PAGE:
Contributing this week’s guest blog is vaccine advocate Erin Bain. Erin recently returned to Texas after living on the East Coast for six years. She and her husband, Joe, met in college at Texas A&M University and married in 2004. In late 2011 they welcomed daughter Genevieve, a blue-eyed, redhead who’s a social butterfly, to their family. After working full-time as a fundraiser she is now staying home with Genevieve and working part-time as a fundraising consultant. Erin recently started her own blog, Domestic Improv, where she shares her ventures in the kitchen and life raising a toddler in Houston, Texas.
Have you ever felt invincible? Your life is full, your plate is full, you and your family are healthy, and that’s the way it’s going to stay. A year and a half ago my husband and I were feeling that way. Our first baby was due in a few months, we were both working long hours, we were about to move, we had just returned from vacation… then we were stopped in our tracks when my husband was diagnosed with a serious illness and a few months later our daughter arrived five weeks premature.
Happily, all three of us are healthy now but these events changed my perspective on many things, including community health. I became acutely aware of how the people I came in contact with everyday could possibly impact my little family and our health. Every time a co-worker came to work looking feverish or the person next to me on the bus coughed I held my breath and said a prayer hoping I wouldn’t bring an illness home to my husband or daughter and their compromised immune systems.
We moved from New York City to Houston just as the flu was beginning to hit Texas hard and I started thinking about community health again. I knew I needed to protect my family from the flu as best as I could, but I also wanted to protect those who may be vulnerable in the way my husband and daughter were during the last cold and flu season. So, one of the first appointments I made was for my daughter’s nine month check-up where she received her vaccine and the next day, with her in one arm a pharmacist administered my shot in the other.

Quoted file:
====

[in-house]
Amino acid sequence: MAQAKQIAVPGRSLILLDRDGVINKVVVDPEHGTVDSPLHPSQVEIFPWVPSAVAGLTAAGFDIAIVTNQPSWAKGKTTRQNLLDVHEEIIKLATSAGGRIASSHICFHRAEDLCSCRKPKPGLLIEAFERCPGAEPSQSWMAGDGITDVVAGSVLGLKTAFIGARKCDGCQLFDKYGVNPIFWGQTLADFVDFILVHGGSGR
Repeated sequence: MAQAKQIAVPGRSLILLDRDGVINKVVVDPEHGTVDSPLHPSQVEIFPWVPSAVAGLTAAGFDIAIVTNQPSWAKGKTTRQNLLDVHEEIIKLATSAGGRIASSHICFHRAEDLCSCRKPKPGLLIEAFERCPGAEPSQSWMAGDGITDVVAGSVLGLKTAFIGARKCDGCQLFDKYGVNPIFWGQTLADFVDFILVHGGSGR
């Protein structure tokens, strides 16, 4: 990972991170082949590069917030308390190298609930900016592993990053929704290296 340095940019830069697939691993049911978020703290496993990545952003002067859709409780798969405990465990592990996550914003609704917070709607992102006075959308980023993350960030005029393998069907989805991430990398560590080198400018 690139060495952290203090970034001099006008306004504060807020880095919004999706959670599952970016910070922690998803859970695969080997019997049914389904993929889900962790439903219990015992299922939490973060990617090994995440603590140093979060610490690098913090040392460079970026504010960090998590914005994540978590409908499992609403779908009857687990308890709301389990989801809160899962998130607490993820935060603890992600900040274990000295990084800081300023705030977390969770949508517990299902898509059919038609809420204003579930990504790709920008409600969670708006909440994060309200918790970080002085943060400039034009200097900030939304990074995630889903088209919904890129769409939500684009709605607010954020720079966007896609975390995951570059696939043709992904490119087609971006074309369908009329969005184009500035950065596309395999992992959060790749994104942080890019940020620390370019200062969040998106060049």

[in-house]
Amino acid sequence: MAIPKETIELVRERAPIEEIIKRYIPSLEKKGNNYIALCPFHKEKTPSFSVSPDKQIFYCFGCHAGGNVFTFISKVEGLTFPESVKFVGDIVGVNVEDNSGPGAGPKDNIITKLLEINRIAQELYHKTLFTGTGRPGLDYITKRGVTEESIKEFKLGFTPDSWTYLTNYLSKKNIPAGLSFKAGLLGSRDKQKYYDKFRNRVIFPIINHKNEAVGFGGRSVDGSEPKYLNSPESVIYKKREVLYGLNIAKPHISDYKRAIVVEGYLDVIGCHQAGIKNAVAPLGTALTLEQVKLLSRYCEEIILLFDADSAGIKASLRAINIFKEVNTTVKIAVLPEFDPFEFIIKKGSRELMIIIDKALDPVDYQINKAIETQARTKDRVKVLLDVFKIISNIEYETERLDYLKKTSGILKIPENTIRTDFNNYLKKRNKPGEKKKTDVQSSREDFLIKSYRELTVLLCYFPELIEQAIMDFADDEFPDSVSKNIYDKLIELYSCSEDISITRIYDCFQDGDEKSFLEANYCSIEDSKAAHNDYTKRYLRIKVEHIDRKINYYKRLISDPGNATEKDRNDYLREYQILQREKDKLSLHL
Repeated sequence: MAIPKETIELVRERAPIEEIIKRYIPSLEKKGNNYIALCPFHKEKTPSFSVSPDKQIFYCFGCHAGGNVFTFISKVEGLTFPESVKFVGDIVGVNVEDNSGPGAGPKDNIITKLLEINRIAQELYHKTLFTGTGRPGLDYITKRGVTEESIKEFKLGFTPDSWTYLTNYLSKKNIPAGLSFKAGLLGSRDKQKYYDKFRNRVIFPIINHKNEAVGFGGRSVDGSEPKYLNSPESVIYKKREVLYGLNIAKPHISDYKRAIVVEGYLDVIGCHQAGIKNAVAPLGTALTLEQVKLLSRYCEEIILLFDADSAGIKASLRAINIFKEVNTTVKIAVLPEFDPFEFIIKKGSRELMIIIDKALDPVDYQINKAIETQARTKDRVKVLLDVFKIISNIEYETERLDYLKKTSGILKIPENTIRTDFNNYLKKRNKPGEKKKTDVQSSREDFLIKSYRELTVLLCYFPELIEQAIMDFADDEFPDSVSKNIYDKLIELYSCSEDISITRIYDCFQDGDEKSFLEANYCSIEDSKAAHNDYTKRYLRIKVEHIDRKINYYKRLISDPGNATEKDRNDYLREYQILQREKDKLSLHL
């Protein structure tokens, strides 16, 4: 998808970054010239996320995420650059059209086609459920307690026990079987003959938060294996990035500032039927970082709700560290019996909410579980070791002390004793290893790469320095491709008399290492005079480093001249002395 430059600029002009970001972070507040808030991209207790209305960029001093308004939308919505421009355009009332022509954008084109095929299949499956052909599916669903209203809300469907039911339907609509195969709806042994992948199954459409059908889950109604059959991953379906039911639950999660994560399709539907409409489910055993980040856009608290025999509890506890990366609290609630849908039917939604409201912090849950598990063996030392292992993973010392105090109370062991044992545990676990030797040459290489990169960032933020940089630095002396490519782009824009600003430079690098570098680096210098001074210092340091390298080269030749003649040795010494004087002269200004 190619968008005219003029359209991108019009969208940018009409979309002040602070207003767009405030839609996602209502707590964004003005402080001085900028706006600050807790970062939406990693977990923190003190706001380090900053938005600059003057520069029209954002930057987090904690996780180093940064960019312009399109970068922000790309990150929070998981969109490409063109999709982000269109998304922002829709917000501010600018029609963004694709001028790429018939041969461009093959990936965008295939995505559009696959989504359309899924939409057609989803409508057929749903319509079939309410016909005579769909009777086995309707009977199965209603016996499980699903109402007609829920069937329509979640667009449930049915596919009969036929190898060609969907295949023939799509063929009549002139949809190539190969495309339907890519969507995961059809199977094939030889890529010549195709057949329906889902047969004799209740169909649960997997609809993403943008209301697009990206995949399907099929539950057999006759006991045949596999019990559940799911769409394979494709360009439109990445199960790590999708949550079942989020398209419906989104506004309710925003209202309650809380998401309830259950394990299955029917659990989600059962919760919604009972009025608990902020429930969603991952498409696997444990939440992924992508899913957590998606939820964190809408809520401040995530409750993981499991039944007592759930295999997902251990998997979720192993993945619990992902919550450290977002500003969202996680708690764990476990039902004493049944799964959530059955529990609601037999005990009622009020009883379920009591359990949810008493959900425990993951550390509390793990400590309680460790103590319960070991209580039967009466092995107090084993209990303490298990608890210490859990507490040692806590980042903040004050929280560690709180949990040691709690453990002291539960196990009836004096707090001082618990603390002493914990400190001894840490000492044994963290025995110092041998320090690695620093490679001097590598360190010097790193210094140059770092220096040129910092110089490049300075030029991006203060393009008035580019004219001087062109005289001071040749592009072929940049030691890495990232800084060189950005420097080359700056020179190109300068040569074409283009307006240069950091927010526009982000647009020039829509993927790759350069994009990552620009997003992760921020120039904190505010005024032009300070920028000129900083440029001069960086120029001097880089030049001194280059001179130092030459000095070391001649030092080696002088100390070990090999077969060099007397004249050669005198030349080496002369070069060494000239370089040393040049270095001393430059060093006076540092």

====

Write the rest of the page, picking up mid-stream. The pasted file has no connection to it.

A few weeks later I had a popular medical talk show on in the background and stopped in my tracks. One of the experts on the segment said she did not recommend getting a flu shot unless you were at risk for complications from the influenza because the effectiveness rate was too low (roughly 60%) to warrant the need for the vaccine. I wanted to shake her through the T.V. and say, “Flu shots don’t just protect a healthy person from getting sick!”
A flu shot is one of the simplest ways to protect yourself, your family and your community from spreading this common, yet potentially deadly disease. So, if you’re feeling invincible when flu season arrives, think about the new mother in your office whose infant is too young to receive the vaccine, or the man behind you in line who’s going through chemotherapy and can’t receive a flu shot or the sweet elderly woman you sat next to at church who the vaccine is the least effective for—then, think about getting a flu shot.